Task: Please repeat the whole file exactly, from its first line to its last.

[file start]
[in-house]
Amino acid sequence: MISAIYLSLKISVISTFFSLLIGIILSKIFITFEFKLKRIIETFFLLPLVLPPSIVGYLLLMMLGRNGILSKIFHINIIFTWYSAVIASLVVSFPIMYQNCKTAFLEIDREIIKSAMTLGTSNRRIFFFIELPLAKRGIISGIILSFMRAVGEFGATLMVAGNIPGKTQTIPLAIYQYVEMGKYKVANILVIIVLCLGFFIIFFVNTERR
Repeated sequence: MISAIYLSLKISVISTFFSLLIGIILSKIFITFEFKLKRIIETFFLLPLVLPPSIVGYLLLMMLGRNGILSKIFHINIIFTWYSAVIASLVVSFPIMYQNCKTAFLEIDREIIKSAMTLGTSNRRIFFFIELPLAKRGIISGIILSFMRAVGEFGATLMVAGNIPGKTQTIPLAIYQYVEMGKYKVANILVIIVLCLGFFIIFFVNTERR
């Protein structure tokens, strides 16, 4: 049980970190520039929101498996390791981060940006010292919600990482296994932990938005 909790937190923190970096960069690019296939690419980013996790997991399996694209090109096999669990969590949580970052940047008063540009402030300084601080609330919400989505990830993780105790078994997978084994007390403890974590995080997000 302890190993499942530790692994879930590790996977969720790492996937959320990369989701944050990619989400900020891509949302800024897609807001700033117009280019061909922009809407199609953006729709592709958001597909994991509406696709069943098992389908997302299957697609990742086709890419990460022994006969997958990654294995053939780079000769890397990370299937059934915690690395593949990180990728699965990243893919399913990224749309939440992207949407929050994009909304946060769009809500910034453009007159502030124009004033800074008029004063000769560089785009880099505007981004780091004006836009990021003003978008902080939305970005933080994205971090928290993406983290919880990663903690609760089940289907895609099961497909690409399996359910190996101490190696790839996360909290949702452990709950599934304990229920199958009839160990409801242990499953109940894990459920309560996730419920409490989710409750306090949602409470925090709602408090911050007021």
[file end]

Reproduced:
[in-house]
Amino acid sequence: MISAIYLSLKISVISTFFSLLIGIILSKIFITFEFKLKRIIETFFLLPLVLPPSIVGYLLLMMLGRNGILSKIFHINIIFTWYSAVIASLVVSFPIMYQNCKTAFLEIDREIIKSAMTLGTSNRRIFFFIELPLAKRGIISGIILSFMRAVGEFGATLMVAGNIPGKTQTIPLAIYQYVEMGKYKVANILVIIVLCLGFFIIFFVNTERR
Repeated sequence: MISAIYLSLKISVISTFFSLLIGIILSKIFITFEFKLKRIIETFFLLPLVLPPSIVGYLLLMMLGRNGILSKIFHINIIFTWYSAVIASLVVSFPIMYQNCKTAFLEIDREIIKSAMTLGTSNRRIFFFIELPLAKRGIISGIILSFMRAVGEFGATLMVAGNIPGKTQTIPLAIYQYVEMGKYKVANILVIIVLCLGFFIIFFVNTERR
């Protein structure tokens, strides 16, 4: 049980970190520039929101498996390791981060940006010292919600990482296994932990938005 909790937190923190970096960069690019296939690419980013996790997991399996694209090109096999669990969590949580970052940047008063540009402030300084601080609330919400989505990830993780105790078994997978084994007390403890974590995080997000 302890190993499942530790692994879930590790996977969720790492996937959320990369989701944050990619989400900020891509949302800024897609807001700033117009280019061909922009809407199609953006729709592709958001597909994991509406696709069943098992389908997302299957697609990742086709890419990460022994006969997958990654294995053939780079000769890397990370299937059934915690690395593949990180990728699965990243893919399913990224749309939440992207949407929050994009909304946060769009809500910034453009007159502030124009004033800074008029004063000769560089785009880099505007981004780091004006836009990021003003978008902080939305970005933080994205971090928290993406983290919880990663903690609760089940289907895609099961497909690409399996359910190996101490190696790839996360909290949702452990709950599934304990229920199958009839160990409801242990499953109940894990459920309560996730419920409490989710409750306090949602409470925090709602408090911050007021």